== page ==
Frontend United, Call for speakers

Drupal Frontend United Conference EU
As Morten announced some time ago, there will be a Frontend Conference in April in Amsterdam targetting all (EU) Drupal themers. Apart from Morten, it is organised by Isabell Schulz, Jesper Wøldiche, Marek Sotak and me.

It will be held at Pakhuis de Zwijger, a rather nice old warehouse in the center of Amsterdam. More information on the conference can be found on frontendunited.org

One of the speakers will be Jeroen Wijering. Who you ask? Well, what Dries is for Drupal, Jeroen is for video on the web. See this whois JW video on Youtube. JW knows all about HTML5, mobile, video and even what browser minor version has what bug and how to get past this. His knowledge matches our themes perfectly:

  • Drupal on every device
  • Frontend performance
  • The Drupal experience
  • Getting visual with data

You know you have some expertise in one or more of these field as well. And if this is the case, please do submit a session. The conference is all about people like you ;-) Even if you don't think you can add anything, please to take something. Like a ticket, hopefully the "community support" one to get extra Awesomeness. Buy your fresh ticket with a couple of clicks. Oooh, and do stalk your employer that (s)he should sponsor the conference, see for yourself what the advantages are.

We hope to see you in April in Amsterdam. It will rock!

Coffee Module, Spotlight meets Drupal

El solo de guitarra
If you own a mac, you use spotlight daily. Or even better, use Alfred. A great way to navigate faster with a keyboard towards the app or data you need.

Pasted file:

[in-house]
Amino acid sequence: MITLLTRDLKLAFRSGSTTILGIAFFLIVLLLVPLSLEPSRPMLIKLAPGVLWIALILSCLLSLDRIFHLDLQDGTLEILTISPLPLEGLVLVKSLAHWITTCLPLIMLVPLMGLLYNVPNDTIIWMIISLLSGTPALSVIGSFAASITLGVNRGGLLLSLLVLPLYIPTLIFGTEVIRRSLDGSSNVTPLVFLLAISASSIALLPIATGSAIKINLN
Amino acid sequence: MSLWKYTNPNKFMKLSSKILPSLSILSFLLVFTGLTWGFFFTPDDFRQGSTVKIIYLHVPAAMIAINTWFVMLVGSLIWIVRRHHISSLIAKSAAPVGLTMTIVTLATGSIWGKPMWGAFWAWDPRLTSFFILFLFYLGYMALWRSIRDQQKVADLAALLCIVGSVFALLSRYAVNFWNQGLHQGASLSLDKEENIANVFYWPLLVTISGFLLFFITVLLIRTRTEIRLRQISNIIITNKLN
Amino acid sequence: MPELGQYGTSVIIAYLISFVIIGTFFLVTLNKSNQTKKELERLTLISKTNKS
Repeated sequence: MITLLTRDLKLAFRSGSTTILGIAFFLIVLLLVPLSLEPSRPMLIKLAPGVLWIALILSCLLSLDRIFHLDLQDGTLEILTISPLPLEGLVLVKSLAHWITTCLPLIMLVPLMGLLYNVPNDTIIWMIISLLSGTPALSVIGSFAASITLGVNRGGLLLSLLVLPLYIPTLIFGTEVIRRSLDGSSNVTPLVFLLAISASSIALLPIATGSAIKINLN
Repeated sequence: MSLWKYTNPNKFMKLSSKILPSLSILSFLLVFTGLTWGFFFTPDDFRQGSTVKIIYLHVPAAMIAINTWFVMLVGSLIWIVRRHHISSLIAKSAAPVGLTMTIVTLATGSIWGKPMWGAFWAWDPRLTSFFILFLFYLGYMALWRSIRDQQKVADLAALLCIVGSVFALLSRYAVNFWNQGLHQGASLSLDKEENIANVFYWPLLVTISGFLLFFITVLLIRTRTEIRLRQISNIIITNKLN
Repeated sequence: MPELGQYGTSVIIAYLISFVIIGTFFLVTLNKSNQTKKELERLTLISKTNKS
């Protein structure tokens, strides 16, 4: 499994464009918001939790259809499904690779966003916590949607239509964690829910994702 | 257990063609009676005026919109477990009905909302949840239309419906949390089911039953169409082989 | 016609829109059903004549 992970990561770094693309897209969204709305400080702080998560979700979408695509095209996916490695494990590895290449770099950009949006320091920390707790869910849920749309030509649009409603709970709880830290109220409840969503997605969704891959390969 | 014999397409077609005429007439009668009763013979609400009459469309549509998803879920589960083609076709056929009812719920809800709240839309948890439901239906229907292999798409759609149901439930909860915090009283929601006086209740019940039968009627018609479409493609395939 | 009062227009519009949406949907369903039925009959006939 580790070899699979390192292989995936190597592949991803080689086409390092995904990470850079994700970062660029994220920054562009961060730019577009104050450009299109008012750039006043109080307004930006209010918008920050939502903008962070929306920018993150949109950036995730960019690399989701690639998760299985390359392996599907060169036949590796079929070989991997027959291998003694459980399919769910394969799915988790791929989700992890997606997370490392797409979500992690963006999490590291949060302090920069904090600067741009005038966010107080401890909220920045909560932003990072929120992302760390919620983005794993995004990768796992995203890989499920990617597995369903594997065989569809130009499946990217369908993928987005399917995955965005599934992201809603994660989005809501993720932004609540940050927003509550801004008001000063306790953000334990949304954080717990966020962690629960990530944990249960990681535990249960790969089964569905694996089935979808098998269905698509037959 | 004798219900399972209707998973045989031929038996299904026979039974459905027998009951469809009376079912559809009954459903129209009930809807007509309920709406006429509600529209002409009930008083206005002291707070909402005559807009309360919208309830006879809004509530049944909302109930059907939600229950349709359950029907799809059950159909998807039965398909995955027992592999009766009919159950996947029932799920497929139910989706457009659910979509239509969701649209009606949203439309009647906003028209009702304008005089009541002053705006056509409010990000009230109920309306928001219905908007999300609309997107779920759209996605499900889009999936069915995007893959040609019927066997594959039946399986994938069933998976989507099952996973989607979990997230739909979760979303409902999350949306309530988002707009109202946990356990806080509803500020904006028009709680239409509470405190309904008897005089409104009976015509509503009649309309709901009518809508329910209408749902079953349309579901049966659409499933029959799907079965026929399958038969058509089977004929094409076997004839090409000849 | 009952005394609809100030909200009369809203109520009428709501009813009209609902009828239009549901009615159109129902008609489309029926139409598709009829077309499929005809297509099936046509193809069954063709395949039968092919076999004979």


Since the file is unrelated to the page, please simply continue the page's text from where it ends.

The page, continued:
A very long time ago a Boy Wonder made something like this for Drupal 5, navigating through the /admin pages using a simple spotlight alike interface, see the menuscout module. Unfortunately, Boy Wonder, he wandered off and the module gained dust.

Then some time ago co-worker Michael Mol showed me a module he has been working on. Since he was doing D6 and D7 development at the same time and since the URL's changed and developers use URL's as well for navigation, he decided to d a spotlight alike search on the admin pages so he could remember the name, not the URL. It ended up being coffee, for now a sandbox project but anyday now a real project in d.o. To see it in action, take a look at this screencast.

Think of coffee as spotlight for the admin interface. And if you want an easter egg like the do a barrel roll, get active in this issue.

Drupal conference for CxO's in the EU

Boardroom sketch